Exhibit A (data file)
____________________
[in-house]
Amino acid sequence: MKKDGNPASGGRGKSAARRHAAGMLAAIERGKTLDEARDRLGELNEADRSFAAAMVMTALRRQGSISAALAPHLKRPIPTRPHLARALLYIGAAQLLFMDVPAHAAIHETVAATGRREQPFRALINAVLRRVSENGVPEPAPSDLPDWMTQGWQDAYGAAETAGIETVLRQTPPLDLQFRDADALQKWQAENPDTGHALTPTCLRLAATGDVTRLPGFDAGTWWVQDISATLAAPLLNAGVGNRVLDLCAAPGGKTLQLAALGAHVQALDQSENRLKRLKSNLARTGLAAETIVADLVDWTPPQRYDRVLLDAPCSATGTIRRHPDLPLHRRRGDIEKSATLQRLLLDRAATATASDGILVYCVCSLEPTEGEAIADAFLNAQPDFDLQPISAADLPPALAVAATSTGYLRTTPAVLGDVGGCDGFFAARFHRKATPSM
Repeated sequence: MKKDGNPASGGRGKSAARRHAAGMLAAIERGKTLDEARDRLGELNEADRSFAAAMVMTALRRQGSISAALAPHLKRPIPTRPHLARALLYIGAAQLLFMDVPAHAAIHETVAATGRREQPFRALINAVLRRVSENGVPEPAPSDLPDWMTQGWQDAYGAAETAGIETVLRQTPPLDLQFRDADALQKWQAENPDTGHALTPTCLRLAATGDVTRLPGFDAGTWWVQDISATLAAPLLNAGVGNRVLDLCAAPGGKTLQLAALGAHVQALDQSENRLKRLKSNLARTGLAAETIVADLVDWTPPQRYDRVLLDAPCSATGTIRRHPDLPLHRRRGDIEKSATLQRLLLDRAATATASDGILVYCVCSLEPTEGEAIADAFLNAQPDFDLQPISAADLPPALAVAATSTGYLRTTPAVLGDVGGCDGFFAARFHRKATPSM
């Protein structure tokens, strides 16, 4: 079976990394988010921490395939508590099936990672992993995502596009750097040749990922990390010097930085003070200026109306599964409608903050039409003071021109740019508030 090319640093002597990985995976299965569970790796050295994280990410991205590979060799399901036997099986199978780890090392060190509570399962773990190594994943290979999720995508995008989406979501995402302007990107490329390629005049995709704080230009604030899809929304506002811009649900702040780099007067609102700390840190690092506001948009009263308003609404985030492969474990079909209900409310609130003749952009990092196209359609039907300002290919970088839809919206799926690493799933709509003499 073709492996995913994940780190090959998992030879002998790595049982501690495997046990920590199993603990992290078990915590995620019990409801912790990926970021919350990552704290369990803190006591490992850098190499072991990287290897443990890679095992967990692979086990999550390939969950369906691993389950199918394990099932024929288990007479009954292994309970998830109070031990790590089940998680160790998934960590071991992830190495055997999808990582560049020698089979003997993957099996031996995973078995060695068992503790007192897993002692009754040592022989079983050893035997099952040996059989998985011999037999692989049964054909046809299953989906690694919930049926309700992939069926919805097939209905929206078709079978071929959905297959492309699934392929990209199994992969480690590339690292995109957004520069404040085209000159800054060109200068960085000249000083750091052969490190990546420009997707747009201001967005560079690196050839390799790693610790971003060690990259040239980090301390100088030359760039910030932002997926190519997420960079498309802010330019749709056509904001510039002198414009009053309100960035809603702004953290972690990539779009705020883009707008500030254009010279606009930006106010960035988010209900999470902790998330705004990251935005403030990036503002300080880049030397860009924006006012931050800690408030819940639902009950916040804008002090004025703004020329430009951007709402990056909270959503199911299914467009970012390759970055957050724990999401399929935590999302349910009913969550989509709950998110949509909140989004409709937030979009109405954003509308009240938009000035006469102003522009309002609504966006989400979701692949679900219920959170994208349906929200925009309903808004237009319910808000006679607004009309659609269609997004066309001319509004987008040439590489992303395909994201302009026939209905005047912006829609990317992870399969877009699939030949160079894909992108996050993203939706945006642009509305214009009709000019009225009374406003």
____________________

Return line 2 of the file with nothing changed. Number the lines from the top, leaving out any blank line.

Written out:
Amino acid sequence: MKKDGNPASGGRGKSAARRHAAGMLAAIERGKTLDEARDRLGELNEADRSFAAAMVMTALRRQGSISAALAPHLKRPIPTRPHLARALLYIGAAQLLFMDVPAHAAIHETVAATGRREQPFRALINAVLRRVSENGVPEPAPSDLPDWMTQGWQDAYGAAETAGIETVLRQTPPLDLQFRDADALQKWQAENPDTGHALTPTCLRLAATGDVTRLPGFDAGTWWVQDISATLAAPLLNAGVGNRVLDLCAAPGGKTLQLAALGAHVQALDQSENRLKRLKSNLARTGLAAETIVADLVDWTPPQRYDRVLLDAPCSATGTIRRHPDLPLHRRRGDIEKSATLQRLLLDRAATATASDGILVYCVCSLEPTEGEAIADAFLNAQPDFDLQPISAADLPPALAVAATSTGYLRTTPAVLGDVGGCDGFFAARFHRKATPSM